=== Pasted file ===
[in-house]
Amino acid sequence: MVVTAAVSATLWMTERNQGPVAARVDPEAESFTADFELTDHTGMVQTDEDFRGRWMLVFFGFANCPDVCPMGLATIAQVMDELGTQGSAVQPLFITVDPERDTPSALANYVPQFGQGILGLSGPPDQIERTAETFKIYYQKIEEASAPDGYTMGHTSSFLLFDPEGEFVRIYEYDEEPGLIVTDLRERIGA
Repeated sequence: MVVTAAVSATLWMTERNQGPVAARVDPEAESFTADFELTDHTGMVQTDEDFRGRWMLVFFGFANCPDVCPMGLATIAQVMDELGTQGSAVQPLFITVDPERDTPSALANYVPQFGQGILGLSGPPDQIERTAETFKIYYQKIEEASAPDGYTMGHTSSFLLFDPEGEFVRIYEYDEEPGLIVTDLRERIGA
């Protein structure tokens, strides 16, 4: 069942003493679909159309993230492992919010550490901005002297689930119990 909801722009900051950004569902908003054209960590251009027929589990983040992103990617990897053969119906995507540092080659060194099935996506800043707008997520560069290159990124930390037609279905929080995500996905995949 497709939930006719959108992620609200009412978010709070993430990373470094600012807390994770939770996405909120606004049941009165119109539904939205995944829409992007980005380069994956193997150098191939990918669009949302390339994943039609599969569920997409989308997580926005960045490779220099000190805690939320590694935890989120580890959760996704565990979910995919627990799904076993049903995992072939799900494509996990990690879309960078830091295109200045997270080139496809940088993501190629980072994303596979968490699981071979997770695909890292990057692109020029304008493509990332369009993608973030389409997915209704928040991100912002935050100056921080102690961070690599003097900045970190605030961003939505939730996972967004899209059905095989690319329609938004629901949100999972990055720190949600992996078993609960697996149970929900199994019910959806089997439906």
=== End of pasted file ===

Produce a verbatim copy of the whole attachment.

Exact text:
[in-house]
Amino acid sequence: MVVTAAVSATLWMTERNQGPVAARVDPEAESFTADFELTDHTGMVQTDEDFRGRWMLVFFGFANCPDVCPMGLATIAQVMDELGTQGSAVQPLFITVDPERDTPSALANYVPQFGQGILGLSGPPDQIERTAETFKIYYQKIEEASAPDGYTMGHTSSFLLFDPEGEFVRIYEYDEEPGLIVTDLRERIGA
Repeated sequence: MVVTAAVSATLWMTERNQGPVAARVDPEAESFTADFELTDHTGMVQTDEDFRGRWMLVFFGFANCPDVCPMGLATIAQVMDELGTQGSAVQPLFITVDPERDTPSALANYVPQFGQGILGLSGPPDQIERTAETFKIYYQKIEEASAPDGYTMGHTSSFLLFDPEGEFVRIYEYDEEPGLIVTDLRERIGA
């Protein structure tokens, strides 16, 4: 069942003493679909159309993230492992919010550490901005002297689930119990 909801722009900051950004569902908003054209960590251009027929589990983040992103990617990897053969119906995507540092080659060194099935996506800043707008997520560069290159990124930390037609279905929080995500996905995949 497709939930006719959108992620609200009412978010709070993430990373470094600012807390994770939770996405909120606004049941009165119109539904939205995944829409992007980005380069994956193997150098191939990918669009949302390339994943039609599969569920997409989308997580926005960045490779220099000190805690939320590694935890989120580890959760996704565990979910995919627990799904076993049903995992072939799900494509996990990690879309960078830091295109200045997270080139496809940088993501190629980072994303596979968490699981071979997770695909890292990057692109020029304008493509990332369009993608973030389409997915209704928040991100912002935050100056921080102690961070690599003097900045970190605030961003939505939730996972967004899209059905095989690319329609938004629901949100999972990055720190949600992996078993609960697996149970929900199994019910959806089997439906």